Gerard Grech, CEO of Tech City UK, commented: “ As the UK’s digital startups have continued to develop over the past decade, we’ve seen a huge support network of investors develop alongside them. From crowdfunding to accelerators, and angels to large VC’s, there is a huge array of options out there for Founders to consider. Our Future Fifty, Upscale and Northern Star programmes are filled with role models for these early-stage Founders to look to. It’s no surprise that this survey has highlighted the global ambitions of our next generation of companies, who have developed in the shadow of some of the UK’s leading unicorns. It’s reassuring to see that with so many options before them, they consider personal relationships, trust and previous success to be key when considering an investor.”

Tech City UK’s Tech Nation 2017 survey found that just over half (51 per cent) of business founders or CEOs cited lack of supply of skilled workers as a challenge, whilst just over two-fifths (42 per cent) mentioned access to finance. In this survey, however, access to capital emerges as the number one growth challenge for entrepreneurs and aspiring entrepreneurs.

Nine in ten say this is a challenge, some way ahead of marketing, sales and access to talent. With the majority of survey participants being early stage businesses where they perform all the important tasks with the help of a small team, cash flow and sales are pivotal, while the challenges of growing a larger team are some way off.

Carlos Eduardo Espinal, Partner at Seedcamp, commented: “At Seedcamp, we’ve been supporting European entrepreneurial talent for the past ten years through our community of support, global network of reach and efficient access to capital. We know how critical it is to build a strong and functional relationship between investor and founder at the earliest stage and are proud to have supported over 250 companies who’ve gone on to raise significant follow-on funding and scale valuable, global businesses.”

“When looking for investment, it’s critical to identify your point of need (in excess of capital) and ensure the investor or fund you’re approaching is the right fit; they understand your stage of development, invest at the right stage for you and have a proven background to support you. We are incredibly proud to have built strong relationships with the founders we’ve backed over the past ten years and in a time of crisis or when looking for advice or counsel, our founders know they can talk openly with us. It’s certainly not a case of investor injects capital and then the relationship ends. It’s critical that both founder and investor feel they have a fair deal that will allow them to work together for a long time after the investment is complete.”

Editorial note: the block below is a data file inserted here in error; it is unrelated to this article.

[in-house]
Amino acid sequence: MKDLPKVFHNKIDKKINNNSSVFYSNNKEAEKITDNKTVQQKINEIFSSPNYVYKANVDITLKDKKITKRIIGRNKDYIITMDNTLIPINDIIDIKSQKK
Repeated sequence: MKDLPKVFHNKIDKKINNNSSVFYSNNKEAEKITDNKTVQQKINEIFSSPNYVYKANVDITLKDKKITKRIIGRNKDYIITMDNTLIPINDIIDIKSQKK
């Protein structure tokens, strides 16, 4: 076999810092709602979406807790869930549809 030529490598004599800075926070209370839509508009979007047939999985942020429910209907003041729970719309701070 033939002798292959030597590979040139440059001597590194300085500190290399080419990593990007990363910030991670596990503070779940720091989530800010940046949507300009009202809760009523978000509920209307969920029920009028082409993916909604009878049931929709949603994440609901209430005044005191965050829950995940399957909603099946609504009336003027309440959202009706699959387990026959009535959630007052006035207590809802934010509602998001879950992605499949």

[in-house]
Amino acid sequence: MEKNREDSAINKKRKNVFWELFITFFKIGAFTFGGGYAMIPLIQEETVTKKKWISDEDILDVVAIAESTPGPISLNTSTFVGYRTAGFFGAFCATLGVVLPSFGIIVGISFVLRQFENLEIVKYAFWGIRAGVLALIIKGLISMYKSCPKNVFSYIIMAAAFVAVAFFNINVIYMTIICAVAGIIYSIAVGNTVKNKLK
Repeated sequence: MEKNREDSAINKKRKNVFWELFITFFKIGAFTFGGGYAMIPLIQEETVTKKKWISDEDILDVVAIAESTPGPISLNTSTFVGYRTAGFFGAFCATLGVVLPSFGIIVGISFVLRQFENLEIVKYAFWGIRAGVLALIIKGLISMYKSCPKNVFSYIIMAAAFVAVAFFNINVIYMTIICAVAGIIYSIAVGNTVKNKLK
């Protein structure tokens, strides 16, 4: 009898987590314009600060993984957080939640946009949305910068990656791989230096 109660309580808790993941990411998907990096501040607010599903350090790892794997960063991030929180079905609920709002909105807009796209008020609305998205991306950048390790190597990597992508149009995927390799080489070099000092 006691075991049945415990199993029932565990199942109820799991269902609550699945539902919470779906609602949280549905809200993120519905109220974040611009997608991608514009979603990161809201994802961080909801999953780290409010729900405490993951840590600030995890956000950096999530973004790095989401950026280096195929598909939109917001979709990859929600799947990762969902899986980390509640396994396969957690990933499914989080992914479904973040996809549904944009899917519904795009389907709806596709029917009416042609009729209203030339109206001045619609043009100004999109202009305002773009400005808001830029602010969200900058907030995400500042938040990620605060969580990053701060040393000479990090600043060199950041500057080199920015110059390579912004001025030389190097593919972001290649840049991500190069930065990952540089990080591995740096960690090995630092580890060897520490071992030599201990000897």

Matt Lerner, Venture Partner at 500 Startups, added: “These founders are dead-on. Taking money from a VC is like a ten-year marriage. It really has to come down to trust and chemistry. That’s why it’s great to reference check your VCs before you take their money. My old roommate used to say ‘I only trust God and my Mom. And with my Mom, I cut the cards.’”

Just over half of survey participants (54 per cent) were based in London, while 12 per cent were located elsewhere in Southern England and 20 per cent were from the Midlands or Northern England. Men outnumber women by almost four to one in our sample, which is broadly representative of the profile of tech founders in the UK. Over half (52 per cent) are under 36 years old.

UK Innovation Hub is welcoming applications for startups on an ongoing basis. Already running in Berlin, Tel Aviv and Silicon Valley, the UK Innovation Hub will be investing in developing partnerships across three key stages of growth, pre-Seed, Seed and series A. The team, backed by Innogy, will invest into these core areas;

Machine Economy – Internet of Things, Artificial Intelligence or Blockchain-based decentralised business models for a machine powered real people serving economy

Mobility; Manufacturing; Energy; Finance
Smart & Connected – Areas of innovation that can change the way we live

Safety & Security; Connected Business; Independent Living; Contextual Learning & Behaviour
Urban Solutions – Creating solutions that improve the quality of life and work in European megacities

Citizen Services; Urban Mobility; Urban Energy Systems

Disruptive Digital – Identifying and fostering new digital business models with the potential to revolutionise the traditional energy world
Energy Generation; Trading; Grid; Retail

Big Data – Maximise the benefits of big data to fuel innovation for customers and Innogy
Asset Operations; Consumer Lifestyle; Game Changing Technologies; Privacy & Trust

Thomas Birr, SVP, Innovation & Business Transformation at Innogy, said: “We’re excited to open in the UK and to work alongside brilliant startups developing products and services that could make a huge impact. We believe there is a great opportunity to support more startups across the country and work with them closely to support them as they scale to find product market fit and accelerate their customer acquisition.”